I first encountered AmericanSuburbX in 2008. My initial thoughts were – ‘hey, this is a cool site’. But gradually I became more and more uneasy with the site and it’s content. It became obvious that 99% of the content was sourced from elsewhere – often without permission of the creator. Whole essays and photographic series were being reproduced under the ASX banner.
As a standalone project, I could just about accept that ASX had a place – the fair use claim could be that the site was an educational resource (i guess?) – but when the content started appearing on Facebook, I was really surprised.
I’m all for the sharing of content, but I also feel really strongly that the creator should have a say in where his/her intellectual property appears, especially if they are getting no renumeration. I had my own run in recently with GUP magazine – this ended up on PDNpulse and several other blogs, and to the great credit of the publisher Peter Bas, they have now amended their policy for featured artists. Its not that hard – contact the photographers that you want to feature, explain what you are doing, and generally everyone is happy.
Facebook though… thats a different beast. As a photographer, I am really careful about what content I upload directly to Facebook. I have a fan page, to which I post the odd news item and every so often a photograph – but this is my calculated choice. Why am I so cautious? Well lets just say that Facebook’s terms and conditions aren’t the greatest for uploaded content:
2.1 For content that is covered by intellectual property rights, like photos and videos (“IP content”), you specifically give us the following permission, subject to your privacy and application settings: you grant us a non-exclusive, transferable, sub-licensable, royalty-free, worldwide license to use any IP content that you post on or in connection with Facebook.
With this in mind, why has noone had an issue with the 141 galleries of photographs that ASX editor Doug Rickard has uploaded to Facebook? If I found out that someone had taken my images from my website and put them on Facebook, I would be fuming!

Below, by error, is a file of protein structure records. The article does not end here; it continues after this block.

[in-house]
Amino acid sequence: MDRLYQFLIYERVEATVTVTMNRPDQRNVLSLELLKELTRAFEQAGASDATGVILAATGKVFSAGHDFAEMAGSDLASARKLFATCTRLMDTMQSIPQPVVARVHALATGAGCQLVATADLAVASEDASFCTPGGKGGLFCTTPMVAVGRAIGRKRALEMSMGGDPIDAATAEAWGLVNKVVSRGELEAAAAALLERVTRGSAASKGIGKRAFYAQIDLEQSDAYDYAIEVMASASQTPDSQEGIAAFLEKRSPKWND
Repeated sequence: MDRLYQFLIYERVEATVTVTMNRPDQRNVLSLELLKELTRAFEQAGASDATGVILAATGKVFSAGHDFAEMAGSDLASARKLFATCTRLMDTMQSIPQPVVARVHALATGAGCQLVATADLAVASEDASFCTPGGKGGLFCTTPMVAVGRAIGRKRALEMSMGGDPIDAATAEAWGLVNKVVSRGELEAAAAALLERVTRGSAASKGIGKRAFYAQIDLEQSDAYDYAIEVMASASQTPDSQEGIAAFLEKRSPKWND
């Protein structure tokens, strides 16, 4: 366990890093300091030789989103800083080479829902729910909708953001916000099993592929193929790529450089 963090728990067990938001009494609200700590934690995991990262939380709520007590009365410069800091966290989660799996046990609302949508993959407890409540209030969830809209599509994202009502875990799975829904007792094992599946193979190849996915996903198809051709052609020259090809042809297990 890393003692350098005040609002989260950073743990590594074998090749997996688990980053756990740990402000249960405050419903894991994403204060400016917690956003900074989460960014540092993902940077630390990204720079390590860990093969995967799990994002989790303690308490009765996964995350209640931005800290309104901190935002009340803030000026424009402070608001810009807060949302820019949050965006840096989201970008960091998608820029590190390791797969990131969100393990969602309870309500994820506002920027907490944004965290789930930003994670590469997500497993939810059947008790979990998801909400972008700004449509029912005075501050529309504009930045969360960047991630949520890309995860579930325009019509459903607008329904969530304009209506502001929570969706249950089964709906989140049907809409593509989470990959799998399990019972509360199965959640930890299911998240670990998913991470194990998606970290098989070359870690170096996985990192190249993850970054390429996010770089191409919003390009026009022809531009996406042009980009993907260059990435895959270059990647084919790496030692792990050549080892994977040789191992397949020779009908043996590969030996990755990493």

I’m not the first one to call Rickard out on this – Bryan Formhals questioned him over at La Pura Vida, and prominent photo critic A.D Coleman was quite rightly pissed off to discover that one of his essays had been reproduced in it’s entirety on ASX. However, in spite of these disputes, the content on ASX keeps on growing, both on the original homepage and (more importantly) on Facebook.
So here’s my pitch – while I can sympathise with the popularity of ASX, the uploading of thousands of copyrighted images onto the Facebook platform is a clear breach of copyright that is of no benefit to the content creators. The Facebook T+C’s are of detriment to anyone who uploads their own Intellectual Property; coupled with this, Doug Rickard is also in clear breach of Clause 5.1 in Facebook’s terms and conditions:
5.1 You will not post content or take any action on Facebook that infringes or violates someone else’s rights or otherwise violates the law.
I would be interested to hear from Mr Rickard how he can justify posting this content onto the Facebook platform, and also why he thinks it is okay to use other peoples intellectual property without asking permission. (disclaimer – Perhaps Mr Rickard does have permission form the content creators – in which case I apologise…)
What do you think about this? With the recent success of the Stop43 campaign in the UK, its been recognised that photographers have total control over their intellectual property. As A.D Coleman stated in his response to Rickard:
I might well agree with you when you write that “I thought that it needed to be seen rather than buried somewhere in an archive.” The appropriate way to deal with that perception is to contact the copyright holder of the work and propose to put it online. To which the copyright holder may or may not agree. Republishing it without permission is presumptuous, to say the least.